This map shows fatal road events around Minneapolis from 2001 to 2009. The type of event (pedestrian struck, motor vehicle crash, etc.) is displayed along with age, year and sex. It is movable and zoomable so it can be viewed it in great detail. Click on the map above to open a new window to the full map.

Bottom line: Using trauma data / map mashups is a great way to visualize complex information. It also allows us to plan meaningful prevention activities based on local information (a requirement for ACS trauma center verification). Imagine looking over such a map of your city, and identifying a cluster of pedestrian fatalities. Then you notice that this cluster is 2 blocks away from an elementary school. This could prompt you to work with the school to implement automobile awareness programs for the children, have the city review signage and obstructions to view in the area, and optimize the number and placement of crossing guards. Then redo the map afterwards to judge the impact. Wow!

Website: http://map.itoworld.com/road-casualties-usa#fullscreen

Reference: Using geographic information systems in injury research. J Nurs Scholarsh 39(4):306-311, 2007.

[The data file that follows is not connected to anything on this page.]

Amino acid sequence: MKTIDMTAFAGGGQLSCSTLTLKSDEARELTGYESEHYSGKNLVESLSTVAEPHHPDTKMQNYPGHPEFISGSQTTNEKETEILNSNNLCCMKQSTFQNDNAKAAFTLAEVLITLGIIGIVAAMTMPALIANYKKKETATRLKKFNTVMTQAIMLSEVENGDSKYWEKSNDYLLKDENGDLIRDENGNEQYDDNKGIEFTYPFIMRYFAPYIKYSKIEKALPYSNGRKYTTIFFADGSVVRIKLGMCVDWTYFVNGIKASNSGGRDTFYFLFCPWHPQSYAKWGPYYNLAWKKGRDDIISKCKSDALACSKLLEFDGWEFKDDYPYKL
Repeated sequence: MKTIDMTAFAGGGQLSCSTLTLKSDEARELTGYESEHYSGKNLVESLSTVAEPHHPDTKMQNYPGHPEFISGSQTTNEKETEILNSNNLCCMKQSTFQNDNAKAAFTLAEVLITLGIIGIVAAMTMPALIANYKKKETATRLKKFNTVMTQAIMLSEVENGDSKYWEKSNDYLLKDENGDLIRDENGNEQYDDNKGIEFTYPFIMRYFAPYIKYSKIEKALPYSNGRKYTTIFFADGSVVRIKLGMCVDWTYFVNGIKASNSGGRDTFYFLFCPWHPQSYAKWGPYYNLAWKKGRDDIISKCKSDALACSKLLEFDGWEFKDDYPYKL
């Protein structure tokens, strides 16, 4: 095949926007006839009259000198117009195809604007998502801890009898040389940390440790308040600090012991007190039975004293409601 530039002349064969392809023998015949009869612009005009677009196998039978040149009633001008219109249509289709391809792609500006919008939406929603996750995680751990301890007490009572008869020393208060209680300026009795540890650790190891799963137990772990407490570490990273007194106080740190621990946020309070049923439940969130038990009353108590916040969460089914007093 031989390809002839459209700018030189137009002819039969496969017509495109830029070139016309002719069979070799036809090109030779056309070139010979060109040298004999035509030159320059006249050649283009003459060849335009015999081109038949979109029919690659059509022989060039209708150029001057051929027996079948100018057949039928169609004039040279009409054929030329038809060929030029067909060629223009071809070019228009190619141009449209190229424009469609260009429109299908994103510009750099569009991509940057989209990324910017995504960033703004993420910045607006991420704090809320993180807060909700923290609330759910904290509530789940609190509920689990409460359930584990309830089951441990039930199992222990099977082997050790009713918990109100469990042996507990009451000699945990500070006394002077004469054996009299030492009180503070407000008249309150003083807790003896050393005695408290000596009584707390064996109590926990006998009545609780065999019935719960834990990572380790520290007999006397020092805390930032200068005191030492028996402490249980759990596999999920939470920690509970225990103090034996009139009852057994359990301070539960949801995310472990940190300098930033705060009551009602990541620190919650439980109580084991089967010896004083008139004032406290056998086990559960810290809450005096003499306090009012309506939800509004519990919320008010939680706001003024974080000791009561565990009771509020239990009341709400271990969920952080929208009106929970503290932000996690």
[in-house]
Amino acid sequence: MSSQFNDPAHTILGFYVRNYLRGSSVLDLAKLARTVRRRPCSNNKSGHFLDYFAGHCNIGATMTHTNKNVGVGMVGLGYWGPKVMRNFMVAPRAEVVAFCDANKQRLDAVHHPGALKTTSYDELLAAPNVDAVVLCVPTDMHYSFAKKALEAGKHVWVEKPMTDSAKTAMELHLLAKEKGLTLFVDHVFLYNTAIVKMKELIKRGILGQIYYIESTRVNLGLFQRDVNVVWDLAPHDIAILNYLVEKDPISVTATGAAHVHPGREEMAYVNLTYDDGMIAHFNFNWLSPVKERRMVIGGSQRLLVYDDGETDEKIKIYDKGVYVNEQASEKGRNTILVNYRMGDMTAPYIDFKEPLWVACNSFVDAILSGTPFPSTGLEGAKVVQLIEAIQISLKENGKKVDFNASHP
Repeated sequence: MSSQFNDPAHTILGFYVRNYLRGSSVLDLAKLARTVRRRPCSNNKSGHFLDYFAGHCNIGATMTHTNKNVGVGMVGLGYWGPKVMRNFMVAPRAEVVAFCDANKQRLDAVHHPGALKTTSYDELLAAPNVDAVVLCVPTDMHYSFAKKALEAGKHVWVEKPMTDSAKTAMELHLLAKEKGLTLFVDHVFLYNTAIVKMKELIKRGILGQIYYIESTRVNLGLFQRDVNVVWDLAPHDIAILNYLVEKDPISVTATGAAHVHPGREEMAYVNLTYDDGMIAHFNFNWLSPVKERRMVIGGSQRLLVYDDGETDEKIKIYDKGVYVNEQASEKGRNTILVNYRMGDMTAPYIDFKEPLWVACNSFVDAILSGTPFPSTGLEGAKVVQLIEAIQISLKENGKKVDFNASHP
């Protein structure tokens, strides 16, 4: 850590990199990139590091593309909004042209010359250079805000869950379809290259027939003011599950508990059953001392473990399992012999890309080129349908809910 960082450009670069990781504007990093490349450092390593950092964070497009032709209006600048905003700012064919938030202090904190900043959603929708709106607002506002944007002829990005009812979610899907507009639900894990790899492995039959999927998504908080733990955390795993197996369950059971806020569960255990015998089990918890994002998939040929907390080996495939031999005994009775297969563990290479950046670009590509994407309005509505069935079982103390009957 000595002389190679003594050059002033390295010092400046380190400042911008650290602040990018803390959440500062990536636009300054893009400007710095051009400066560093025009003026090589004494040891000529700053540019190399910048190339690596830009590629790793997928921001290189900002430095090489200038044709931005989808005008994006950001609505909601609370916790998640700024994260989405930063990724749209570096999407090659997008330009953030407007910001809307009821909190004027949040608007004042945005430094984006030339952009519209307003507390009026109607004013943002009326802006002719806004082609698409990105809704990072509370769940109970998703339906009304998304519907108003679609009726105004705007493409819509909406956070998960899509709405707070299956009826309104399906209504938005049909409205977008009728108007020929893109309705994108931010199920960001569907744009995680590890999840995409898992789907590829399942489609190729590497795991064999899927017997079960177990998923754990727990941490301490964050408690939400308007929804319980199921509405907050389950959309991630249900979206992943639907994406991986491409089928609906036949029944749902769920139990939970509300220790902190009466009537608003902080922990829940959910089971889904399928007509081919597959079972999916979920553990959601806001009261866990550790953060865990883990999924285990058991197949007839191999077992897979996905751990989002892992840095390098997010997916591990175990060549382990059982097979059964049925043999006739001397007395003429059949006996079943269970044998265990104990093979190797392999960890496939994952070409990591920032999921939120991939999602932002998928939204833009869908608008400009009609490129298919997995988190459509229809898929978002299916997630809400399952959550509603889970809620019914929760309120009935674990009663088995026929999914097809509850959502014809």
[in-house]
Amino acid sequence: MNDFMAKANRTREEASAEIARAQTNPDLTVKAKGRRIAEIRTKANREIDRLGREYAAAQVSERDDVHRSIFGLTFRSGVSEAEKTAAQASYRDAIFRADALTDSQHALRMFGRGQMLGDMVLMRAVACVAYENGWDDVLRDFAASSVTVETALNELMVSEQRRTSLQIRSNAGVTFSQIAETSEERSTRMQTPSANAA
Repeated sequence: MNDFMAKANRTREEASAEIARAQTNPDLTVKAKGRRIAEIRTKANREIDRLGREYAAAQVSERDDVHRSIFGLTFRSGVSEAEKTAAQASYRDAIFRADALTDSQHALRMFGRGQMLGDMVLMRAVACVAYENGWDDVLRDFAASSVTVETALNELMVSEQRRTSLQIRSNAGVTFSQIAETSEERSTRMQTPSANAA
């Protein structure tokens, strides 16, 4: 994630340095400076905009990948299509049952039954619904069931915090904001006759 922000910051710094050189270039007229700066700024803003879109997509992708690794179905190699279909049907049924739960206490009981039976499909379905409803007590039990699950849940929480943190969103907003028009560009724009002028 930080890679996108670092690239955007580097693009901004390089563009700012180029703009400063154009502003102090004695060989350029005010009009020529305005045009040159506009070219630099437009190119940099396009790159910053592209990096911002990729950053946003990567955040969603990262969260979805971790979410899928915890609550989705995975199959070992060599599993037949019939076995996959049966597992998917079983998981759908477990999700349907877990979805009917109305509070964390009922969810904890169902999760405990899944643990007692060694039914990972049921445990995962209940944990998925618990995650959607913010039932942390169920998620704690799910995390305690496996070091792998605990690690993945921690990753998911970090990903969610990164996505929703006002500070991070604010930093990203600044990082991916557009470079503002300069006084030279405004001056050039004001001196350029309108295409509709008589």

Conservative Management Of Pancreatic Injury

There has been a slow shift toward nonoperative management of many injuries that used to demand a quick trip to the operating room. Liver and spleen injury is one of the best examples, with extremely good success rates (95%). Kidneys fall into this category, too.

The pancreas is another solid organ. Perhaps we can do the same thing? A number of pediatric surgeons have been attempting to manage children with pancreatic injury. Low grade injuries (principally contusions) have been managed expectantly for some time. Could higher grade injuries (duct injury) be managed this way as well? How about using repeat imaging, percutaneous drainage, stenting via ERCP, and TPN to avoid the OR in hemodynamically stable kids?